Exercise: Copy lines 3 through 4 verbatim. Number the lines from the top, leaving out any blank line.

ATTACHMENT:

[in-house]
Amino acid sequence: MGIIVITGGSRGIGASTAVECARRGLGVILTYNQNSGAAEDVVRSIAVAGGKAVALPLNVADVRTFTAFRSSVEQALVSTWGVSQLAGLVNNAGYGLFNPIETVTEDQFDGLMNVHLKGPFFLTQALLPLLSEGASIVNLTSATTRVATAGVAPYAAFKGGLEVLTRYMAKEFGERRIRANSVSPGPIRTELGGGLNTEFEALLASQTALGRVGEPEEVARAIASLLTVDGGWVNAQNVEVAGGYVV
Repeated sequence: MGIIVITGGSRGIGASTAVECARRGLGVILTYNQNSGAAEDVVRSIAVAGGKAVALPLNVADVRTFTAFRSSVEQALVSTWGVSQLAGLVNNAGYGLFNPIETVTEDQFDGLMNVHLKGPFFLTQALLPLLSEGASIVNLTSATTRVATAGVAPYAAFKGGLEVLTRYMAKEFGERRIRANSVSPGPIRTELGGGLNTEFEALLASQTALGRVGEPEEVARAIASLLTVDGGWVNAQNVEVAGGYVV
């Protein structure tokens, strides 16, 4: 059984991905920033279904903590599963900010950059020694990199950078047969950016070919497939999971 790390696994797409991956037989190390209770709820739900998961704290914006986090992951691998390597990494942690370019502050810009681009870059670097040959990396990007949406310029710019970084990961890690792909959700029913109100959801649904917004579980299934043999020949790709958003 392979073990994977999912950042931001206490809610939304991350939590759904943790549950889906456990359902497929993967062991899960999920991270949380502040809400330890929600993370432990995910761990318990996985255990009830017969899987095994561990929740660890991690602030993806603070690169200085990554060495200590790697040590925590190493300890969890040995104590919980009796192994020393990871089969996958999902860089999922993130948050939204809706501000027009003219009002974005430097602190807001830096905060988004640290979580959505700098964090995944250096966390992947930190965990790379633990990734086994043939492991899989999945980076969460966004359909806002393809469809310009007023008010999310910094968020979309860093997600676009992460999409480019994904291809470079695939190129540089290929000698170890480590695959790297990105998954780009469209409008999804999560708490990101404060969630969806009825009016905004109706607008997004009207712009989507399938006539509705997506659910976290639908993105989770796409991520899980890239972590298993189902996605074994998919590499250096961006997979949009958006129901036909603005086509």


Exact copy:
Repeated sequence: MGIIVITGGSRGIGASTAVECARRGLGVILTYNQNSGAAEDVVRSIAVAGGKAVALPLNVADVRTFTAFRSSVEQALVSTWGVSQLAGLVNNAGYGLFNPIETVTEDQFDGLMNVHLKGPFFLTQALLPLLSEGASIVNLTSATTRVATAGVAPYAAFKGGLEVLTRYMAKEFGERRIRANSVSPGPIRTELGGGLNTEFEALLASQTALGRVGEPEEVARAIASLLTVDGGWVNAQNVEVAGGYVV
């Protein structure tokens, strides 16, 4: 059984991905920033279904903590599963900010950059020694990199950078047969950016070919497939999971 790390696994797409991956037989190390209770709820739900998961704290914006986090992951691998390597990494942690370019502050810009681009870059670097040959990396990007949406310029710019970084990961890690792909959700029913109100959801649904917004579980299934043999020949790709958003 392979073990994977999912950042931001206490809610939304991350939590759904943790549950889906456990359902497929993967062991899960999920991270949380502040809400330890929600993370432990995910761990318990996985255990009830017969899987095994561990929740660890991690602030993806603070690169200085990554060495200590790697040590925590190493300890969890040995104590919980009796192994020393990871089969996958999902860089999922993130948050939204809706501000027009003219009002974005430097602190807001830096905060988004640290979580959505700098964090995944250096966390992947930190965990790379633990990734086994043939492991899989999945980076969460966004359909806002393809469809310009007023008010999310910094968020979309860093997600676009992460999409480019994904291809470079695939190129540089290929000698170890480590695959790297990105998954780009469209409008999804999560708490990101404060969630969806009825009016905004109706607008997004009207712009989507399938006539509705997506659910976290639908993105989770796409991520899980890239972590298993189902996605074994998919590499250096961006997979949009958006129901036909603005086509």